Forestry Commission Scotland’s annual early summer tree health aerial surveys have detected new outbreaks of ramorum blight at 24 sites across Scotland. Although the majority of new findings are near sites of previously known infections, seven sites are in Angus and Perthshire – an area out-with the most suitable climatic area for this disease – and some are over 10km away from known existing infections. All appear to be highly localised in extent.
Ramorum blight is caused by the fungus-like pathogen Phytophthora ramorum. It infects rhododendron and viburnum and causes Sudden Oak Death disease in oaks. It also affects larch and the FCS have a programme of monitoring the spread. Infected trees outside a management zone in Dumfries and Galloway must be felled and there are restrictions on the movement of timber within the zone. Symptoms of the disease on larch trees include dieback of the tree’s crown and branches, and a distinctive yellowing or ginger colour beneath the bark.
Dr Anna Brown, Forestry Commission Scotland’s Head of Tree Health, said;
“Our helicopter surveillance & monitoring programme has ensured early detection and action is already underway via statutory measures.
“Furthermore, our system for managing disease outbreaks, including handling of statutory measures and impact arising from increased harvesting of infected trees, is well embedded and understood by the sector.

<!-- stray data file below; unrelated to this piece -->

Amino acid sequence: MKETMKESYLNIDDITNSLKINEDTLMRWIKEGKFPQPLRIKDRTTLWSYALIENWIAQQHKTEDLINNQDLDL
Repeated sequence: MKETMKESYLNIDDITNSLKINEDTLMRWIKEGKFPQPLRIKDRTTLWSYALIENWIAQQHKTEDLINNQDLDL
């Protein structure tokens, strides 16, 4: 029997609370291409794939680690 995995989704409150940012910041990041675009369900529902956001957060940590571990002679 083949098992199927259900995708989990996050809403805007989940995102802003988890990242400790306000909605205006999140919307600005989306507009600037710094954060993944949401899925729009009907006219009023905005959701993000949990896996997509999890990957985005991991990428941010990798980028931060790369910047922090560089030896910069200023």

“Therefore, we would not expect these findings to disproportionately impact on businesses or any negative reaction from industry.”
The recent detections might be an early indication that the wet and windy conditions experienced during summer/early autumn 2015 might have led to a jump of the disease into areas normally less favourable for ramorum blight. Further aerial surveillance currently underway will help to determine whether there is a new trend of spread rather than the sort of isolated occurrences previously seen.
The detection of P.ramorum in lower risk areas also highlights the importance of all woodland owners remaining vigilant and implementing the good biosecurity practices recommended in Forestry Commission Scotland’s Keep it Clean campaign.
Dr Brown added;
“For the health of our woodlands and forests, it is important to help prevent the spread of tree pests and diseases, and that means that everyone adopts good biosecurity practice.
“Our Keep it Clean campaign illustrates how simple this can be – just take the time to clean boots, kit and tools of mud and forest debris before you travel into a woodland.”